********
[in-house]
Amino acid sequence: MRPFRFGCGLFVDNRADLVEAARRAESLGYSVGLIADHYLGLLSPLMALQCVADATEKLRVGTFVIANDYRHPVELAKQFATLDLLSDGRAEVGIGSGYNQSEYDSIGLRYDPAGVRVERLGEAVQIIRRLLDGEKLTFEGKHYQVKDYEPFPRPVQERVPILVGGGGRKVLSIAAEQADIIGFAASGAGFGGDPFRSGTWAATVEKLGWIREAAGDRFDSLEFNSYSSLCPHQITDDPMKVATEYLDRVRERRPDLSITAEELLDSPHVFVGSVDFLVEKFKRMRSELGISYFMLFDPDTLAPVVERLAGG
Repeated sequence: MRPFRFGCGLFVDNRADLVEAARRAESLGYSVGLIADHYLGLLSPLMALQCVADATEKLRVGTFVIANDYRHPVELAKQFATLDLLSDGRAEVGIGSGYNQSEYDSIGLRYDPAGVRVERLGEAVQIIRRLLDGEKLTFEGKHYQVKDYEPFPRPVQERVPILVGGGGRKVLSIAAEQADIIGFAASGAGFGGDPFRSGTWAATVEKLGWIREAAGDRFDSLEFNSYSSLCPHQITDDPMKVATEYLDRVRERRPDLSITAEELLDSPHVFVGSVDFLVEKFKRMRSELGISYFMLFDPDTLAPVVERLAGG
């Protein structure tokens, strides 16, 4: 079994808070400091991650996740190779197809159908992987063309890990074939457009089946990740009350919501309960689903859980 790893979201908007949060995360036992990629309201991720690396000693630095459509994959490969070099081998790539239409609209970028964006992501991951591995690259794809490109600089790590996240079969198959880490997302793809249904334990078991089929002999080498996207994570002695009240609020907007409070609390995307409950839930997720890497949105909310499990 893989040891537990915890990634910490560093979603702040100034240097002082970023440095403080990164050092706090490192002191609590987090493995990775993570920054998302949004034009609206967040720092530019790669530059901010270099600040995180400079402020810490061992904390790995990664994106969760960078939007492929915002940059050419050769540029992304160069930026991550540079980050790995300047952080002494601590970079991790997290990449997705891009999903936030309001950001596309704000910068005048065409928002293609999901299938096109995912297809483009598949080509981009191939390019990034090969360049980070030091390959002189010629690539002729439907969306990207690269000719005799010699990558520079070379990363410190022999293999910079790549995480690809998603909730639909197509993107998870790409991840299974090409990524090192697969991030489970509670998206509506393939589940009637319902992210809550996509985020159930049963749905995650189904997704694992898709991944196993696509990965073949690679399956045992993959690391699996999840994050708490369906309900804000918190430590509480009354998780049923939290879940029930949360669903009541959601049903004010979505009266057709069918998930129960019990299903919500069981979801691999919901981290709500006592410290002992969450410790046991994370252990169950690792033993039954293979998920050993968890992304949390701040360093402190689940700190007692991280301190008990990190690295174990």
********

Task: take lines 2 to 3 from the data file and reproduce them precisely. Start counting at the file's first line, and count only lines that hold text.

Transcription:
Amino acid sequence: MRPFRFGCGLFVDNRADLVEAARRAESLGYSVGLIADHYLGLLSPLMALQCVADATEKLRVGTFVIANDYRHPVELAKQFATLDLLSDGRAEVGIGSGYNQSEYDSIGLRYDPAGVRVERLGEAVQIIRRLLDGEKLTFEGKHYQVKDYEPFPRPVQERVPILVGGGGRKVLSIAAEQADIIGFAASGAGFGGDPFRSGTWAATVEKLGWIREAAGDRFDSLEFNSYSSLCPHQITDDPMKVATEYLDRVRERRPDLSITAEELLDSPHVFVGSVDFLVEKFKRMRSELGISYFMLFDPDTLAPVVERLAGG
Repeated sequence: MRPFRFGCGLFVDNRADLVEAARRAESLGYSVGLIADHYLGLLSPLMALQCVADATEKLRVGTFVIANDYRHPVELAKQFATLDLLSDGRAEVGIGSGYNQSEYDSIGLRYDPAGVRVERLGEAVQIIRRLLDGEKLTFEGKHYQVKDYEPFPRPVQERVPILVGGGGRKVLSIAAEQADIIGFAASGAGFGGDPFRSGTWAATVEKLGWIREAAGDRFDSLEFNSYSSLCPHQITDDPMKVATEYLDRVRERRPDLSITAEELLDSPHVFVGSVDFLVEKFKRMRSELGISYFMLFDPDTLAPVVERLAGG